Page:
For years, the media’s outdated perception of poverty has defined how the world has understood international development. But young people across the globe are changing that. This International Day for the Eradication of Poverty, we hear the stories of Bibek, Josh, Sukanya, Emmanuel and Felix.
Bibek - supporting women farmers
Nepali volunteer Bibek Pandit volunteered with VSO in Lamjung in rural central Nepal in 2012. Agriculture is a huge part of the country’s economy, but limited knowledge about farming methods often holds people back.
Bibek set up a programme training 75 mostly women farmers from the marginalised Chepang tribe in Taakthali to become more independent. He taught them more about agriculture and helped them learn about production, saving and investing – and what crops they can farm all year round.
Mushroom farming? They’re now doing it, meaning a new source of income. Compost manure? They’re now using it, meaning less pesticides and more money in their pocket. And the women are now forming a co-operative as a result of what they’ve learnt.
“Previously we were limited,” said farmer Goma Chepang, 22. “This is the first time we are able to get training in our own village which has taught us our capacity and helped us to earn more.”
Josh - engaging ICS alumni to support enterprises
When Ugandan volunteer Daaki Joshua finished his placement with Balloon Ventures ICS in Mbale in 2015, he was so inspired by the way his team came together that he came up with an initiative to keep the huge network of in-country Ugandan volunteers working to fight poverty.
Involving over 40 ICS alumni, he went back to the communities where Balloon volunteers work, helping reach more than 500 people and giving entrepreneurs business advice as well as setting up a scheme where alumni re-visit the businesses they worked with.
“A lot of young people were brought on board, many ICS teams were involved, local stakeholders became part of the cause and many connections with media were formed,” said one ICV alumni.
“More awareness was created about how young people can pioneer peace through business, being active citizens and advocating for what is right.”
Sukanya - creating empowering spaces for teenage girls
Pravah ICS volunteer Sukanya Sinha’s placement in Ajmer, a major city in the northern Indian state of Rajasthan inspired her to be a passionate advocate for gender rights. After returning from ICS, she was awarded an ICV Alumni Grant to create empowering spaces for teenage girls in urban areas.
Her idea? A five day handicrafts workshop to help public high school girls create and sell their own crafts. In turn, they gained confidence, the ability to talk openly about their futures – and, with the profits from the crafts being reinvested – understood the practicalities of running a business.
Her project has had a far-reaching impact. In one of the schools she worked in, her sessions are the first time that life skills education has ever made it into the curriculum.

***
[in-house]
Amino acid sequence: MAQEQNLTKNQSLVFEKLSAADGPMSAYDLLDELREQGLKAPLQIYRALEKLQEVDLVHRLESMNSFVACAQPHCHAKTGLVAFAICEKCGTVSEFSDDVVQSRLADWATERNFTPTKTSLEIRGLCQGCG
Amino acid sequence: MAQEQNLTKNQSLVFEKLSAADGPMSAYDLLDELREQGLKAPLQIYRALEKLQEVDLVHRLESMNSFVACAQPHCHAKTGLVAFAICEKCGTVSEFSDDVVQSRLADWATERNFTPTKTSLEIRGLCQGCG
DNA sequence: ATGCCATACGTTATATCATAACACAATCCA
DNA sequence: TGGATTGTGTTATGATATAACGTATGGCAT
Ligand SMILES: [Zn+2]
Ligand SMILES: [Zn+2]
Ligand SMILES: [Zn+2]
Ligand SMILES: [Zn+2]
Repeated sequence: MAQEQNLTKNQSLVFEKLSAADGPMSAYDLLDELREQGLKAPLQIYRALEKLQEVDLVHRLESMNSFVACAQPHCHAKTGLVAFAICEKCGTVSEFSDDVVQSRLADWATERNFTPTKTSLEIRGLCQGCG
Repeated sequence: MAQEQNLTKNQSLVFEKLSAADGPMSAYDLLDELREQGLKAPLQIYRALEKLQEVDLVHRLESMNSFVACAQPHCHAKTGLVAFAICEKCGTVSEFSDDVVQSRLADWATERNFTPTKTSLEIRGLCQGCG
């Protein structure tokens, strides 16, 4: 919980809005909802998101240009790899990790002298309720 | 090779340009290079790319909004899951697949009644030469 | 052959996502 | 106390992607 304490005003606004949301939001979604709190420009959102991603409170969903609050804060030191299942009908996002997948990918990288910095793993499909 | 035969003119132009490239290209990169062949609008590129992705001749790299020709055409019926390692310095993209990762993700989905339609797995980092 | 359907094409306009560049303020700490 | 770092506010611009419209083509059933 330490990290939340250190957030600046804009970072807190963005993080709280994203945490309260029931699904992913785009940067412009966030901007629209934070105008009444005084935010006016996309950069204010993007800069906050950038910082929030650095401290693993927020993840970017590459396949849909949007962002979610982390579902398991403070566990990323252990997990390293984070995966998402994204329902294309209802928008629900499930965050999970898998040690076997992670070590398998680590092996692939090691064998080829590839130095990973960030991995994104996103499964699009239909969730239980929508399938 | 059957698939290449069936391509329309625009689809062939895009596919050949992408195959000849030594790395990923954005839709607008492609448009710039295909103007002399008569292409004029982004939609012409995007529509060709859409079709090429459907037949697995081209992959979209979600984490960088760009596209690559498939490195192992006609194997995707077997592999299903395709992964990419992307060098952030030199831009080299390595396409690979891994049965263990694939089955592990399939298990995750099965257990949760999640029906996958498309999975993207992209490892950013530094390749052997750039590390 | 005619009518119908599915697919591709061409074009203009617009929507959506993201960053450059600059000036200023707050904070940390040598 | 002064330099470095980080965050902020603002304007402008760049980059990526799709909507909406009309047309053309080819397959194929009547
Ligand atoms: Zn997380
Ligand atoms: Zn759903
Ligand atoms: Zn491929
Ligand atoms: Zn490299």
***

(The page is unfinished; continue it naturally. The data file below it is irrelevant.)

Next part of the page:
“There was a shift in the girls’ awareness about their rights,” said Sukanya. “They were able to come out of their comfort zones and talk about things that matter to them. It was heartening to see the girls coming forward to voice their opinions.”
Emmanuel - supporting refugees into their new life
Rwandan in-country volunteer Emmanuel Nshimiyimana joined Tearfund’s ICS programme in 2014. Inspired by his experience tackling poverty, he partnered with three ICS alumni to start the ‘Green Saves’, a project supporting Tanzanian refugees in the Rwandan capital, Kigali, to begin a new life.
From introducing self-help groups to supporting refugees to save money, to teaching them how to use these savings to resolve their own problems and start their own small businesses- even helping them set up vegetable gardens – these four volunteers put their all into it.
Following the success of the project and national media attention it received, Emmanuel was inspired to continue to make change. His next challenge, MyStory, is a platform of inspiring stories from across Rwanda. They’re representing Rwanda at the World Festival of Youth this month.
Felix - giving schoolgirls the menstrual education they deserve
For girls in primary and secondary schools across Kenya, menstrual and sexual health education isn’t always top of the agenda. But in-country VSO volunteer Felix Owino is determined to change this. He set up The Cup project, delivering health sessions to an incredible 1,780 young women.
With many girls missing schools due to a lack of menstrual products and education, Felix and his team partnered with another NGO to deliver free reusable menstrual cups to these school girls, while trained female health workers gave sessions in schools on the importance of hygiene.
They set up a confidential hotline number for the girls to contact if they had issues using the menstrual cup and organised face-to-face follow ups with the girls after two months.
“We empowered women and girls in the community,” said Felix. “We ensured they had access to sustainable reproductive health facilities, instilling self-confidence in these women and ending discrimination from community members around menstruation myths.”